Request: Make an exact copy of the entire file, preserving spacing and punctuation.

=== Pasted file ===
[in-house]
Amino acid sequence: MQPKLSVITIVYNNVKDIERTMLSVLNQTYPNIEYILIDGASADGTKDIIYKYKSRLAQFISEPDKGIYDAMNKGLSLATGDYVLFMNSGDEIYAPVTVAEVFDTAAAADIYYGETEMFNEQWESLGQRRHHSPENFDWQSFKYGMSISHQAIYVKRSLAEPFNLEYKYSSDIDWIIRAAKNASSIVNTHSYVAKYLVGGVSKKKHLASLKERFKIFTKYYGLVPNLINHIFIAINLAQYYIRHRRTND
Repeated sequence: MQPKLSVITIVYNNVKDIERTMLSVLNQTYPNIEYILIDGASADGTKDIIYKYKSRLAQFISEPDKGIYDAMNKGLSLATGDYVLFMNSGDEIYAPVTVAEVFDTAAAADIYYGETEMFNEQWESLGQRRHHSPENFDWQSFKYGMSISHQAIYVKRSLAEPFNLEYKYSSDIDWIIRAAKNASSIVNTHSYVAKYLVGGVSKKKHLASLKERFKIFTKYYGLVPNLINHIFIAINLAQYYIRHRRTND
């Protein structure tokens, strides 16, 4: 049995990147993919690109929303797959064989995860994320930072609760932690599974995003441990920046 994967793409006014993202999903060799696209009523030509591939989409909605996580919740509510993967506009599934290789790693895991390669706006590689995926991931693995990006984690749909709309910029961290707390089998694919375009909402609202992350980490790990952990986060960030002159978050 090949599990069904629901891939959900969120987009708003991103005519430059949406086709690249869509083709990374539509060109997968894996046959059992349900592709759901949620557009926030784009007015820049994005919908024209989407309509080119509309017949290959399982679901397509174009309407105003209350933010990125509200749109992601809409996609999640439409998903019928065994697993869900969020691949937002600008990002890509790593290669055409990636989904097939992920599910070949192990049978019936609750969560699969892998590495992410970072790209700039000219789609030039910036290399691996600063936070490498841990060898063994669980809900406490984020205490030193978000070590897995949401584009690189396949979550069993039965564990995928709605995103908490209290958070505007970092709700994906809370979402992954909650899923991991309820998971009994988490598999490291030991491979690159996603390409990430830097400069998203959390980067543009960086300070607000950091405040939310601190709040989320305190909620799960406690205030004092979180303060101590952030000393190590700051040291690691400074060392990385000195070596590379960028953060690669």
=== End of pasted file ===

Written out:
[in-house]
Amino acid sequence: MQPKLSVITIVYNNVKDIERTMLSVLNQTYPNIEYILIDGASADGTKDIIYKYKSRLAQFISEPDKGIYDAMNKGLSLATGDYVLFMNSGDEIYAPVTVAEVFDTAAAADIYYGETEMFNEQWESLGQRRHHSPENFDWQSFKYGMSISHQAIYVKRSLAEPFNLEYKYSSDIDWIIRAAKNASSIVNTHSYVAKYLVGGVSKKKHLASLKERFKIFTKYYGLVPNLINHIFIAINLAQYYIRHRRTND
Repeated sequence: MQPKLSVITIVYNNVKDIERTMLSVLNQTYPNIEYILIDGASADGTKDIIYKYKSRLAQFISEPDKGIYDAMNKGLSLATGDYVLFMNSGDEIYAPVTVAEVFDTAAAADIYYGETEMFNEQWESLGQRRHHSPENFDWQSFKYGMSISHQAIYVKRSLAEPFNLEYKYSSDIDWIIRAAKNASSIVNTHSYVAKYLVGGVSKKKHLASLKERFKIFTKYYGLVPNLINHIFIAINLAQYYIRHRRTND
């Protein structure tokens, strides 16, 4: 049995990147993919690109929303797959064989995860994320930072609760932690599974995003441990920046 994967793409006014993202999903060799696209009523030509591939989409909605996580919740509510993967506009599934290789790693895991390669706006590689995926991931693995990006984690749909709309910029961290707390089998694919375009909402609202992350980490790990952990986060960030002159978050 090949599990069904629901891939959900969120987009708003991103005519430059949406086709690249869509083709990374539509060109997968894996046959059992349900592709759901949620557009926030784009007015820049994005919908024209989407309509080119509309017949290959399982679901397509174009309407105003209350933010990125509200749109992601809409996609999640439409998903019928065994697993869900969020691949937002600008990002890509790593290669055409990636989904097939992920599910070949192990049978019936609750969560699969892998590495992410970072790209700039000219789609030039910036290399691996600063936070490498841990060898063994669980809900406490984020205490030193978000070590897995949401584009690189396949979550069993039965564990995928709605995103908490209290958070505007970092709700994906809370979402992954909650899923991991309820998971009994988490598999490291030991491979690159996603390409990430830097400069998203959390980067543009960086300070607000950091405040939310601190709040989320305190909620799960406690205030004092979180303060101590952030000393190590700051040291690691400074060392990385000195070596590379960028953060690669």